What Jesse does is something different; he doesn’t explicitly forgive Cassidy. Him reaching out to Cassidy is him telling Cassidy he has to be better regardless of whether he’s forgiven.

“All you ever had to be was act like a man” --- which to Jesse, means, be a better man. Jesse’s last message to Cassidy is: forget about forgiveness. You may get it, you may not, but whether you receive it or not, you are still obligated to be a decent person --- something that Jesse himself has just recently failed at being.




Just like Cassidy is obligated to be better, so is Jesse. It’s significant that not only is Jesse moved to tears for the first time by the thought of losing Tulip, but that this happens before she says yes; regardless of whether she forgives him, it’s something he has to do, a step he has to take in order to be a better man.

She does forgive him, because at its heart, Preacher is a romantic look at the world, a world where good can triumph over evil and the heroes can ride off into the sunset and, in the end, love can conquer all.

The last panel of the series is a newly mortal Cassidy, having conned a second chance out of God and gleaned a purpose for it from Jesse, taping an iconic photograph to his rear-view mirror, a look at the myth of Preacher that’s as illuminating as Preacher’s look at the myth of America. The moment in the photo, of three friends all happy and content and flush with fresh heroism and success, was only an illusion --- there were dark times coming, and in Cassidy’s case, darkness leading all the way up to it. As Gunther would say, under harsh light, it is false --- much like the myth of America. It’s a mirage.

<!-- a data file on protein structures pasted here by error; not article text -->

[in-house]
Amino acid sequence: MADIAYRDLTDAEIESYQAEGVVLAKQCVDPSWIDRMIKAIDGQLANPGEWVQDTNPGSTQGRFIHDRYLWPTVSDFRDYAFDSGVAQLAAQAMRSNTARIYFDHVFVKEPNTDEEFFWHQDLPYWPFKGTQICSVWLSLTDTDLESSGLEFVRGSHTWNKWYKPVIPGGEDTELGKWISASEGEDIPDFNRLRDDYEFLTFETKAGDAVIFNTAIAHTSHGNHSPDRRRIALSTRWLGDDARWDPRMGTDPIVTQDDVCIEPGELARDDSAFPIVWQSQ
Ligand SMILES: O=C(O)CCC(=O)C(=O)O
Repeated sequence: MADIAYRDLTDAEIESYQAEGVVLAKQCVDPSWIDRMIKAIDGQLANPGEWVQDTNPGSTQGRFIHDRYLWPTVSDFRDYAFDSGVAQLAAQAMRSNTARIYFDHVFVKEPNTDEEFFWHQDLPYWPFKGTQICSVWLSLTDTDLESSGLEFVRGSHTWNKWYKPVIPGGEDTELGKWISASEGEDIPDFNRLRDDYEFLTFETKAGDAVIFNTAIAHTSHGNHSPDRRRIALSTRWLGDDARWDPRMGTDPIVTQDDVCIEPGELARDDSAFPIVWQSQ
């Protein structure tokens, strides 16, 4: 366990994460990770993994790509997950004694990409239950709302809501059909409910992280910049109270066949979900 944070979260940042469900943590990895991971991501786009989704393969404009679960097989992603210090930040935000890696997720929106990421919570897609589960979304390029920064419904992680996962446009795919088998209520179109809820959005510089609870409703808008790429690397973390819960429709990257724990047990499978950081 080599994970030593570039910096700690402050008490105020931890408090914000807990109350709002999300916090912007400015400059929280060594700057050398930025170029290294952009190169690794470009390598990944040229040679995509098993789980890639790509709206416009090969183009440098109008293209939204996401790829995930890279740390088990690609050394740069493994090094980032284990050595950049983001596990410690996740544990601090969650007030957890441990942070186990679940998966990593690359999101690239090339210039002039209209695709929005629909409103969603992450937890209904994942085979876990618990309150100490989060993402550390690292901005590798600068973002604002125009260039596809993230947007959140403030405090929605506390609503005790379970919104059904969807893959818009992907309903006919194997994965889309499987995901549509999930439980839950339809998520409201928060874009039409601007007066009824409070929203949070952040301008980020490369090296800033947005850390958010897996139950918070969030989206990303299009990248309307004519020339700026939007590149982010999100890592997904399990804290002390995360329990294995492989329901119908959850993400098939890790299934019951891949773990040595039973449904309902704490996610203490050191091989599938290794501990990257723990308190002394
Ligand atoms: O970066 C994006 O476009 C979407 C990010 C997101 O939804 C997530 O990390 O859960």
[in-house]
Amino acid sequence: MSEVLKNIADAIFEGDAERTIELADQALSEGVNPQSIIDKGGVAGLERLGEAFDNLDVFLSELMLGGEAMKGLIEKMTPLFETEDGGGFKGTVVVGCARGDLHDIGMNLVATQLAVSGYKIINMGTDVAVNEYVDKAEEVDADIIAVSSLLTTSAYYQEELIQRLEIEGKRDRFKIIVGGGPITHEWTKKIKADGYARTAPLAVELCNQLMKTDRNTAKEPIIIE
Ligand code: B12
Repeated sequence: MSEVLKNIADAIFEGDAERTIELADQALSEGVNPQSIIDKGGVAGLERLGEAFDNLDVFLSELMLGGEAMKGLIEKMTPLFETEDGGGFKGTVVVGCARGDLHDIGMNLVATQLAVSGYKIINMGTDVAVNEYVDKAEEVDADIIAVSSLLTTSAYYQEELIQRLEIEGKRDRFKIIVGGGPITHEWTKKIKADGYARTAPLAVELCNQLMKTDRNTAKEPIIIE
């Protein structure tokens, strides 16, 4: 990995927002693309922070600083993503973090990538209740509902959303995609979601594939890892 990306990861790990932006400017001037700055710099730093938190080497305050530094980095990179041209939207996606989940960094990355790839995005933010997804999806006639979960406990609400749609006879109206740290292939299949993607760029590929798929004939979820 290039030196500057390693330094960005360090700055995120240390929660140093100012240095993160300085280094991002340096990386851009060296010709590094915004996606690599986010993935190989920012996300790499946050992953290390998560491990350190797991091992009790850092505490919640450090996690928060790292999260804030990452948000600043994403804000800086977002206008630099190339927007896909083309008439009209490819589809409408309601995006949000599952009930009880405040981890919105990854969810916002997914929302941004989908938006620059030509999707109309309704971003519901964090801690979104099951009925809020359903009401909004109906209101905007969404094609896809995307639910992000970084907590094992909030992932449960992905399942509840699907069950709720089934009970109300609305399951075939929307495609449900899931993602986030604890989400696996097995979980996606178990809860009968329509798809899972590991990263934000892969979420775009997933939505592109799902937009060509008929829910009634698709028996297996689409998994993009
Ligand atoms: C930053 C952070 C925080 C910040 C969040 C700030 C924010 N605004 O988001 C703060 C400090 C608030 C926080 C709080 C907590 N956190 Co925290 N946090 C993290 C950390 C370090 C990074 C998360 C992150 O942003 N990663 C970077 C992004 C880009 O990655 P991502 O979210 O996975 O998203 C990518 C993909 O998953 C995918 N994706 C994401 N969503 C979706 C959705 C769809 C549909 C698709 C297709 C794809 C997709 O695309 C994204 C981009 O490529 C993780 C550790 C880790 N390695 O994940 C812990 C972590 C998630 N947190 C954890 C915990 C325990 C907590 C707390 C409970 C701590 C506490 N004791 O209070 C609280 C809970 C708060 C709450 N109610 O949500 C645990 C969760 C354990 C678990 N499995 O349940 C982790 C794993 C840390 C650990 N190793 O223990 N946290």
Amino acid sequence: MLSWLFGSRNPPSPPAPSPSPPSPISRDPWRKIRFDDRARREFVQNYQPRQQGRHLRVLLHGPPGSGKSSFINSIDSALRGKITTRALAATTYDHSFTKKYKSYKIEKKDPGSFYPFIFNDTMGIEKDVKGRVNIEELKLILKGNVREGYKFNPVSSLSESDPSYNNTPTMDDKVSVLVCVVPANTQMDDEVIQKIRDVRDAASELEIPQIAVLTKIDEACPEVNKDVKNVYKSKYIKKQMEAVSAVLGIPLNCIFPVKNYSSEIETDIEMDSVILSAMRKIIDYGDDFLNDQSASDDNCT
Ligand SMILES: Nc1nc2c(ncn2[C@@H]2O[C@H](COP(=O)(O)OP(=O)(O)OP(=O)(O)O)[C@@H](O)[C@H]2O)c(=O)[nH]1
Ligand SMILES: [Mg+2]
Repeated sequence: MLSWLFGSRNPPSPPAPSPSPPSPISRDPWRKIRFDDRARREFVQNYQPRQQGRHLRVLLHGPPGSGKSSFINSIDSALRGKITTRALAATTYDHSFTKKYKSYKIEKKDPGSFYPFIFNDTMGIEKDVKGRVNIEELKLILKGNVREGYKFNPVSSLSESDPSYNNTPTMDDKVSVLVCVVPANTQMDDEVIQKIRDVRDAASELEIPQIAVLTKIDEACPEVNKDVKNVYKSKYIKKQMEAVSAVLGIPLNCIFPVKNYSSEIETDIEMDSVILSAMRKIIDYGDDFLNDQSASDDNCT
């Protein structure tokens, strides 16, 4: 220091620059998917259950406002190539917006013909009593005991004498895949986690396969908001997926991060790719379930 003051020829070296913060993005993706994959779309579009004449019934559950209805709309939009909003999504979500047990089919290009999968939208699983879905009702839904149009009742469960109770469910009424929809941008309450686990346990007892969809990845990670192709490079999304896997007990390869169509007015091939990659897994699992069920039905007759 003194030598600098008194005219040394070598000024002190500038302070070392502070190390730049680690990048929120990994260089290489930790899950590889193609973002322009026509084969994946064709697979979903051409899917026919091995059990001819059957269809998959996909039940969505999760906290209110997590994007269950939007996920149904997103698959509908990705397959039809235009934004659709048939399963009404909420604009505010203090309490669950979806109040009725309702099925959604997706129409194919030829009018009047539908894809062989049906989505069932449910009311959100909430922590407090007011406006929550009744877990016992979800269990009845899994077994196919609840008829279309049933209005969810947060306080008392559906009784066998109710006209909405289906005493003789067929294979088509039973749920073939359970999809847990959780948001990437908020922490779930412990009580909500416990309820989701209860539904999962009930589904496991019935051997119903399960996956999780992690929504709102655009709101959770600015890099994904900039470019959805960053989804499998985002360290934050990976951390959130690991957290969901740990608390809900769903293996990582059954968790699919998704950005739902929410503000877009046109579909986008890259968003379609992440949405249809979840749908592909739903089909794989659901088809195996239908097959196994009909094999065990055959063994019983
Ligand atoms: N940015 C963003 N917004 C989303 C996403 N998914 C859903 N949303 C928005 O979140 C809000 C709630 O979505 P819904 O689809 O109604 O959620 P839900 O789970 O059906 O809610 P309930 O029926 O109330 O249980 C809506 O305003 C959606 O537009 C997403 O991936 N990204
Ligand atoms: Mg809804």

But it’s a mirage that should point the way to better, even if too often it leads us astray, as mirages so often can, as fiction so often does. The moment on Cassidy’s mirror, where everything was just the way it should be, is Preacher how I remembered it when I started this series --- all flaws out of frame, and just the nice remembrance of things past to show for it.

It’s how I remember it at the end --- the flaws still there, the rough patches still around, but we don’t carry pictures of those moments forward with us. The wisdom of age has brought me a new perspective on what in Preacher is worth keeping around, which is a good thing --- how terrifying would it be if we never changed?

This, then, is the end of this column. Special thanks to Greg Black, Tom Foss, David Lebovitz, Ken Lowery, and so many others for the great discussions these past few months. It’s time to put Preacher back on the shelf, at least until DC puts together a sequel and then integrates the Preacher characters into the DC Universe and we get Jesse Custer joining the Justice League Dark while Tulip becomes the new Batgirl.

Well, I just ended this column with a mental image we’ll never, ever be rid of. But honestly, Garth Ennis and Steve Dillon wouldn’t have had it any other way. So long, friends.